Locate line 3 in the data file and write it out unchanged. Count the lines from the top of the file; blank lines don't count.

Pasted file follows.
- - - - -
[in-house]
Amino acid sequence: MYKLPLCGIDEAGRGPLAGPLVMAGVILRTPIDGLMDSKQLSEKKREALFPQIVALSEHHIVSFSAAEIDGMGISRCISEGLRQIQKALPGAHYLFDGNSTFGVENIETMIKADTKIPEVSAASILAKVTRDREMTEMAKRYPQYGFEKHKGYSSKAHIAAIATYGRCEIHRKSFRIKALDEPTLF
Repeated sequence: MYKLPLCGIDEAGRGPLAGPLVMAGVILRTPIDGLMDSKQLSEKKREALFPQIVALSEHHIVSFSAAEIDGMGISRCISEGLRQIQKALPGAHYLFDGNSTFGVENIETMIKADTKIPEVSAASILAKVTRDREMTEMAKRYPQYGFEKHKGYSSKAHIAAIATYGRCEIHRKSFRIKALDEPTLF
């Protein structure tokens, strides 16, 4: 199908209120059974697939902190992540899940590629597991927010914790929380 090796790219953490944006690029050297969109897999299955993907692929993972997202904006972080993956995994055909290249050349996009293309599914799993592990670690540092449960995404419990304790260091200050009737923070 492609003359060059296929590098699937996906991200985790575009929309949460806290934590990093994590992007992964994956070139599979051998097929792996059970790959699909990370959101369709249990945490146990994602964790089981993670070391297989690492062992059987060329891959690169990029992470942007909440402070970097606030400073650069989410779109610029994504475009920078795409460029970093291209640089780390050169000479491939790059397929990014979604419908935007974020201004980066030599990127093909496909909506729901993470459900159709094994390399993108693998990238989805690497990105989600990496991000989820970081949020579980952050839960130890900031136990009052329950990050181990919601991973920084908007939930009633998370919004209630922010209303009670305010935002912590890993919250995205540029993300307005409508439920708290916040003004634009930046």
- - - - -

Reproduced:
Repeated sequence: MYKLPLCGIDEAGRGPLAGPLVMAGVILRTPIDGLMDSKQLSEKKREALFPQIVALSEHHIVSFSAAEIDGMGISRCISEGLRQIQKALPGAHYLFDGNSTFGVENIETMIKADTKIPEVSAASILAKVTRDREMTEMAKRYPQYGFEKHKGYSSKAHIAAIATYGRCEIHRKSFRIKALDEPTLF